Public Policy Polling numbers show statewide support of the amendment at 55 percent, down from 61 percent in October. According to the poll, only about 40 percent of voters know that the amendment bans gay marriage and civil unions.
Royal believes voters don’t understand of the scope of the amendment.
“I think this has just been presented as, ‘Do you think gay relationships should be recognized — yes or no?’” she said. “… That’s not at all what this amendment’s going to do. I think it’s been pushed through under false pretenses.”
Williford says it depends on the individual voter and “how much digging they do.”
“For the most part, I think the most important thing about the amendment is protecting marriage, and I think that’s pretty much what everybody understands,” he said.
Opponents of the amendment, say it has unseen consequences. A group of law professors at the University of North Carolina argued in a research paper published in November that the amendment would restrict protections for all unmarried couples — heterosexual and homosexual. According to the report, Amendment One would invalidate domestic violence protections for all unmarried couples; undercut existing child custody and visitation laws; and prevent the state from granting protections to couples, including the right to make emergency medical and end-of-life decisions.
Williford says no it won’t.
“I’ve also heard people mention that it would take away health care from our children,” he said. “I don’t believe that’s the case at all. All we’re trying to do with this amendment is protect marriage. We’re not trying to bash gays, we’re not trying to tell them not to do what they want to do; we’re just protecting marriage. It is what it is. … That’s all I’m supporting with this amendment is that fact.”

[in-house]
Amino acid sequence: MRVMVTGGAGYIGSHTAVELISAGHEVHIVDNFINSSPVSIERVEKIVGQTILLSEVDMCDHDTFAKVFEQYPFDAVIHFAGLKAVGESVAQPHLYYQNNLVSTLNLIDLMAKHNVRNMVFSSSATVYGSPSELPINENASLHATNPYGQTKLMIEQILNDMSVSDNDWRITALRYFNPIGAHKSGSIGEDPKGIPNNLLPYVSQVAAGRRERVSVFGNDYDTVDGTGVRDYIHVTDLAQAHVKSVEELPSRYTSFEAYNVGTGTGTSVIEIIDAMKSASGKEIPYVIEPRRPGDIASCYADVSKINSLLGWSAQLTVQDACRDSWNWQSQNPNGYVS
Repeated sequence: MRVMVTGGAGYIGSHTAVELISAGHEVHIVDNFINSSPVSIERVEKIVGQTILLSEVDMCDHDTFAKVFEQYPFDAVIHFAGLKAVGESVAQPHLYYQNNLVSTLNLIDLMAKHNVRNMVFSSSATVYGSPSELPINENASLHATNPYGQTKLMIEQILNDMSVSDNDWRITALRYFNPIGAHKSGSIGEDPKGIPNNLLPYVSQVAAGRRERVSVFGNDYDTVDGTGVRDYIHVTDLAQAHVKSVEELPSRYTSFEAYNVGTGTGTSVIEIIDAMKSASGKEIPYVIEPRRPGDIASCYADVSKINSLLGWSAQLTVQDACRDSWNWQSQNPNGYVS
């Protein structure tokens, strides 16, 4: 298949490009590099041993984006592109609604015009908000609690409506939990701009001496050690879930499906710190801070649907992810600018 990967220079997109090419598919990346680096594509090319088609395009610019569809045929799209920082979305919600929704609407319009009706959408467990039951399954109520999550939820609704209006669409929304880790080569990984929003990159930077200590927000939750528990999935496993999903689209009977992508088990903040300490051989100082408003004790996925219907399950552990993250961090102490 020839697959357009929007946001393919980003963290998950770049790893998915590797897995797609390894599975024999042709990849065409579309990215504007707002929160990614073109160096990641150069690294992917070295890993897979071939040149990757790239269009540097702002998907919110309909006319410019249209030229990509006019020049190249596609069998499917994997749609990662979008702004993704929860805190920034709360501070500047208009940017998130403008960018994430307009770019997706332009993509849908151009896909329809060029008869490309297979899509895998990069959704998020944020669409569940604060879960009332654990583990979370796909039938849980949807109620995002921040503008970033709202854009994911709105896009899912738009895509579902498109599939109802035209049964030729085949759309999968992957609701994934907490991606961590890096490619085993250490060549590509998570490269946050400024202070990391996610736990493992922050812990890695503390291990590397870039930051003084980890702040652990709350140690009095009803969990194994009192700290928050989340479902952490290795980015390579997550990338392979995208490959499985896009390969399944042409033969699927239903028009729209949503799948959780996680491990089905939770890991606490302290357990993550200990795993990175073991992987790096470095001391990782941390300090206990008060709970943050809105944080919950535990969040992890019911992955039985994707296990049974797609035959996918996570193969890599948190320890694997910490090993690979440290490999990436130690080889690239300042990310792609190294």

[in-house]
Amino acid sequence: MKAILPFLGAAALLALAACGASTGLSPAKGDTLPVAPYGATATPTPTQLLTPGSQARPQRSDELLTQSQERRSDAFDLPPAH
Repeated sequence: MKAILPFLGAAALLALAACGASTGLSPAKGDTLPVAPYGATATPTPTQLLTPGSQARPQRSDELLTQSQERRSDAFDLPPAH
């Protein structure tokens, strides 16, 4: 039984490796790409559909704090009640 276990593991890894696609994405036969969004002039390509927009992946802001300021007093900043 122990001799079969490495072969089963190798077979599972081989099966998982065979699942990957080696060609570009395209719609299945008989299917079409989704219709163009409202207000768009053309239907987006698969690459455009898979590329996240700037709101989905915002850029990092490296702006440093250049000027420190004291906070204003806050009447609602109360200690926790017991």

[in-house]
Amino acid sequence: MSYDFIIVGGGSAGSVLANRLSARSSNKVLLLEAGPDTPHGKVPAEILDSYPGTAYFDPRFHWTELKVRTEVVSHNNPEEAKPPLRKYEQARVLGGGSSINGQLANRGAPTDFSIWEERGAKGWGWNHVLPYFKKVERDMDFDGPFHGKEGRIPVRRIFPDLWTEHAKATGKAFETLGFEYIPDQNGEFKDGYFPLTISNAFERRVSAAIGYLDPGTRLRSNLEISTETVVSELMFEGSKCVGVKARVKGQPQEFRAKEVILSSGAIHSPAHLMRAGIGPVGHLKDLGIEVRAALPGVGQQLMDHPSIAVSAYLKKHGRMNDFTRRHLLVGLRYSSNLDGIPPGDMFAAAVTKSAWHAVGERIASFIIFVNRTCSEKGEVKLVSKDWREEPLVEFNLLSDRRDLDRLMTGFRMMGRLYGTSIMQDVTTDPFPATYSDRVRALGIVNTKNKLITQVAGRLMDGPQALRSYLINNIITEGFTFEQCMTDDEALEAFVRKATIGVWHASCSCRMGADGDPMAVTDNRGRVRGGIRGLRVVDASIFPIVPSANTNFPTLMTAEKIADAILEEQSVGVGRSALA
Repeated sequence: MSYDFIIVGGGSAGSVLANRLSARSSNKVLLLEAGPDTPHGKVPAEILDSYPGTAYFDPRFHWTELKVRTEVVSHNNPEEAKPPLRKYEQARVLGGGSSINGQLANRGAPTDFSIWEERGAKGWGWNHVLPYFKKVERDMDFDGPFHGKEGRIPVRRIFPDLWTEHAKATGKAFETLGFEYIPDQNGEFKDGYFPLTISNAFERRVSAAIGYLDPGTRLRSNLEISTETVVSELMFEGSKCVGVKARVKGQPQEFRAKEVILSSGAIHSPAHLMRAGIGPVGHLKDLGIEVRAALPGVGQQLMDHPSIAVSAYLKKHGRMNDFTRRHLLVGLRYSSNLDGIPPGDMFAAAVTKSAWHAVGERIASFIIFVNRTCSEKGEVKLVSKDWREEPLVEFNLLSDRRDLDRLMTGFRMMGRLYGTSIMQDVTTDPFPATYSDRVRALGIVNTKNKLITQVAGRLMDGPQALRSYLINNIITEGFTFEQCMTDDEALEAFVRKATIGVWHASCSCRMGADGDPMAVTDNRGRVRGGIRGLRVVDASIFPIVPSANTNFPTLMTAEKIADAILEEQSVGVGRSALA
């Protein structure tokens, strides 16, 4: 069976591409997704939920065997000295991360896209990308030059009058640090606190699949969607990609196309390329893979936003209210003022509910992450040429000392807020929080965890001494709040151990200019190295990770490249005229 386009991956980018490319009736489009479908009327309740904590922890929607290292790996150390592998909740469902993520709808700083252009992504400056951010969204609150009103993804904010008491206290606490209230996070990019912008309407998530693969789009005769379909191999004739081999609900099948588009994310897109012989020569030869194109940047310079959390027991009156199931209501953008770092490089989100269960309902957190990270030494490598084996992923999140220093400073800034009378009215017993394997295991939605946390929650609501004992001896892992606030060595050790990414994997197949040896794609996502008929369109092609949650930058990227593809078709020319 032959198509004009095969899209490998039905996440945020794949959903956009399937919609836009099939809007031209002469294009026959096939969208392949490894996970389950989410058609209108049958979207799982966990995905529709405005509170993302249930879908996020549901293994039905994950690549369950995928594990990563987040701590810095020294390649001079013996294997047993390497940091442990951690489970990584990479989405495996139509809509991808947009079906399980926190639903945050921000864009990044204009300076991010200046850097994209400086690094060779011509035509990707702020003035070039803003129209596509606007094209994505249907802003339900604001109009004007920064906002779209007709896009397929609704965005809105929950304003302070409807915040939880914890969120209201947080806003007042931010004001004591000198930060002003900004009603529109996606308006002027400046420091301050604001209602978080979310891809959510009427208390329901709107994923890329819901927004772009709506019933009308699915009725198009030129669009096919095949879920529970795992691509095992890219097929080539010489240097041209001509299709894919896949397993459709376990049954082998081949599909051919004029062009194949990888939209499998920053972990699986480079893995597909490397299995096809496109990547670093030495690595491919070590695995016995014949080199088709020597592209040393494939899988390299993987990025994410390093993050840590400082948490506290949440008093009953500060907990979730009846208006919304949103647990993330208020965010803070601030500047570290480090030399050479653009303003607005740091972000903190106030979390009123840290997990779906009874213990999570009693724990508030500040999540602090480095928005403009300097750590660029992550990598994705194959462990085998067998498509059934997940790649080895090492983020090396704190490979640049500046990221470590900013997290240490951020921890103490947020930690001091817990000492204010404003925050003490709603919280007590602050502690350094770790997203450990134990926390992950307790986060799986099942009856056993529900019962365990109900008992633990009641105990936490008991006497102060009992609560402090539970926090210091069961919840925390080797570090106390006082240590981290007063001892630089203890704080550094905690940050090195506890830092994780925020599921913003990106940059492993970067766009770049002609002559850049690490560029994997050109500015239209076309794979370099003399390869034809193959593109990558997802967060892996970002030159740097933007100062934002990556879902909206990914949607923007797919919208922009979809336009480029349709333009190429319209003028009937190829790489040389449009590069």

Supporters and opponents of Amendment One held conferences this week to discuss the potential effects of the proposal on North Carolina’s domestic violence laws, each side sticking to its guns on how the amendment will — or won’t —affect domestic violence protections for unmarried people.
Williford said he sees potential problems if the amendment fails.
“As a pastor, it would get to the point where I would feel pressured to conduct same-sex marriages in our church,” he said. “I’m an optimistic person. I would hope that it wouldn’t lead to time in prison or anything like that, but it might could lead to that someday if we were to decline to do a same-sex marriage or if I was to get up and preach against homosexuality to my congregation. I believe it might lead to the point where I could have my credentials stripped from me and possibly even spend time in prison.”
Williford said he has not preached specifically in support of the amendment. Royal also said she had not preached in opposition, but her church has partnered with others in protest.
She is not optimistic.
“I honestly don’t feel like we’ve been able to reach enough people,” she said. “There is still the conception that all this is gonna do is make gay marriage illegal, and people don’t seem to realize that gay marriage is already illegal in North Carolina, so that’s pointless.”